Washington (CNN) -- Democrats aiming to keep the Senate are facing tough odds in next week's election with their chances depending on convincing a surge of women and African-Americans to vote.
Both sets of voters will be vital in two of the crucial races — in North Carolina and Iowa — which new CNN polls show are headed for photo-finishes with only three days of campaigning left.
Republicans are especially bullish in Iowa, where their candidate, Iraq war veteran Joni Ernst, leads Bruce Braley by 49% to 47% for a Senate seat Democrats have held for nearly 30 years. Braley leads among women voters by 12 points in the CNN/ORC International survey — but Ernst does three points better than that among men and also dominates the potentially decisive bloc of rural voters.
In North Carolina, home of the most expensive midterm race in history, Sen. Kay Hagan leads by two points and enjoys a slim gender gap. Her advantage comes after she spent much of this election cycle slamming Republican foe Thom Tillis over his attitude to equal pay legislation.
The GOP has a solid grip on the House but Republicans need a net gain of six seats to grab the Senate for the first time in nearly a decade. They're expected to easily win South Dakota, Montana and West Virginia to bring them to the cusp of victory on Tuesday.
Other battlegrounds are in Alaska, Arkansas, Louisiana, New Hampshire and Colorado, making the outcome of the election too close to call.
And Republicans have to watch a few seats of their own. Democrat Michelle Nunn is surprisingly strong in Georgia and Republican Sen. Pat Roberts is struggling to put away an independent challenger in Kansas.
Election day might be Tuesday, but more 14.8 million Americans have voted already, casting early, absentee and mailed-in ballots, according to Dr. Michael McDonald of the United States Elections Project.
Both parties are claiming the early edge.
In North Carolina, for instance, 48 percent of the more than 870,000 early voters were Democratic, a potentially significant boost for Hagan.
Democratic National Committee spokesman Michael Czin said the party is encouraged because it is seeing early voting from people who didn't show up in the last midterm elections in 2010. That election was disastrous for Democrats when the tea party wave helped Republicans take control of the House.
But in Iowa, a state where Democrats usually have the edge in early voting, Ernst is tied in early returns. And in another danger sign for Democrats, Republican Cory Gardner is up 10 points in Colorado.
Republican National Committee spokeswoman Kirsten Kukowski said that the GOP's predictive analysis shows Democrats are behind in early voting.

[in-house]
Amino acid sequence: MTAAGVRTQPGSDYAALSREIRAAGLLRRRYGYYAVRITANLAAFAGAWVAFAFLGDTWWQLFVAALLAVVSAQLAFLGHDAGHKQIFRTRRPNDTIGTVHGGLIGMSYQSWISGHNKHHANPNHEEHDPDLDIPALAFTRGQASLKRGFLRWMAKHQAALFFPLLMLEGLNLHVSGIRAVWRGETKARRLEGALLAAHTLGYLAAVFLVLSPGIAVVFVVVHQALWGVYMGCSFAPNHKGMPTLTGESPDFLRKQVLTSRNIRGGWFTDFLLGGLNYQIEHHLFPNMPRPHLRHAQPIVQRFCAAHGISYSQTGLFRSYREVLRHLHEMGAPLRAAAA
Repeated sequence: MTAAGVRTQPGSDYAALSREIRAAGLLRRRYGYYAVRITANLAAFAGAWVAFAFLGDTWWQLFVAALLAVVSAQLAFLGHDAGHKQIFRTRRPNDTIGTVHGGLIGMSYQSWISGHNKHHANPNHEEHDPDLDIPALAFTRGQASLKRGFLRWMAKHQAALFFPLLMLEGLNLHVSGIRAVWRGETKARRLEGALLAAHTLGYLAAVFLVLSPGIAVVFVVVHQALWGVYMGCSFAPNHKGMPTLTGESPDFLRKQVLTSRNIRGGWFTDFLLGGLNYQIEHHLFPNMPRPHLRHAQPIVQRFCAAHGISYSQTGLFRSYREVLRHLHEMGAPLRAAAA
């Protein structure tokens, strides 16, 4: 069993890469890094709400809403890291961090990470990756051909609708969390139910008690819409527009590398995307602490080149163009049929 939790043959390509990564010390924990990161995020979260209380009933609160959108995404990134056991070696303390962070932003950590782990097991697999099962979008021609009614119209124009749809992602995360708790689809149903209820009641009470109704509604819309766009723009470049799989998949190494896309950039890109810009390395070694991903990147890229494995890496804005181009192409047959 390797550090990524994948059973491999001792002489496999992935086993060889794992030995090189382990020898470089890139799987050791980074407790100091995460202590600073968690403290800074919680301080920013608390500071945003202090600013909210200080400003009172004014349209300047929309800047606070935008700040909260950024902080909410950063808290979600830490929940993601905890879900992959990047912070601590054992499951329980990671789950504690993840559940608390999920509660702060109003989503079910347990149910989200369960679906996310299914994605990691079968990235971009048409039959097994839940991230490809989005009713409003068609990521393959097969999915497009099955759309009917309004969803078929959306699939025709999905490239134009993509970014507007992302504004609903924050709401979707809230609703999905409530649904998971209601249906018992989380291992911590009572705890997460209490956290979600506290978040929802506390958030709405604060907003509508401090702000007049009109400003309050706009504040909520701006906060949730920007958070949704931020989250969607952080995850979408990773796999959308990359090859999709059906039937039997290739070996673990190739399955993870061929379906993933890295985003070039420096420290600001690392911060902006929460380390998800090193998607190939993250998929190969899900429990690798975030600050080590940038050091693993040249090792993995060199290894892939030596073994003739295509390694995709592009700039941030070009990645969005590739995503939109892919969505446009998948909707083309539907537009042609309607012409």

"We have changed our strategy and are turning out more voters who normally wouldn't vote in midterm elections and are turning them out earlier than we ever have before," she said.
Early voting is especially crucial for the Democrats, because their base voters are historically less prone to show up in midterm elections. A heavy early turnout for the party could help offset expected enthusiasm among Republicans on Election Day.
Setting the stage for a frantic final weekend of campaigning for an election that will set the stage for the early skirmishes of the 2016 presidential campaign, top party surrogates were out in force.
Bill Clinton is blitzing states where President Barack Obama, with his tattered political brand, would not be effective and was hitting the trail for Hagan on Friday.
Obama did, however, get off a few blows in friendly territory in Rhode Island on Friday, saying that Republicans backed policies towards women and politicians that belonged in a "Mad Men" episode.
On the Republican side, New Jersey Gov. Chris Christie is visiting three states -- Arkansas, Kansas and Wisconsin and Rand Paul was at a lunch in Pennsylvania with embattled GOP Gov. Tom Corbett.
As both parties focus on turnout, the discussion in the competitive Louisiana Senate contest is turning to race. Democratic Sen. Mary Landrieu angered Republicans by suggesting to NBC News that Obama has a tough time in the South because the region has not "always been the friendliest place for African-Americans."
Louisiana Gov. Bobby Jindal, a Republican, blasted Landrieu's comment as "remarkably divisive" and said Obama was unpopular because of his policies.
"She appears to be living in a different century," he said in a statement. "Trying to blame it on race is ridiculous."
Landrieu later repeated her line in a statement that also attributed Obama's unpopularity in Louisiana to energy policies, including a moratorium on offshore oil drilling.
"In addition, the south has not always been the friendliest or easiest place for African Americans to advance, and it's been a difficult place for women to be recognized as the leaders we are," she said. "Everyone knows this is the truth, and I will continue to speak the truth even as some would twist my words seeking political advantage."
And as the midterm season winds down, potential 2016 presidential contenders are getting a taste of what life might be like on the campaign trail if they decide to seek the White House. Hillary Clinton was repeatedly heckled Thursday in Maryland by activists backing a path to citizenship for young, undocumented immigrants.
"I am a strong supporter of immigration reform," the former secretary of state shouted over the rowdy rally.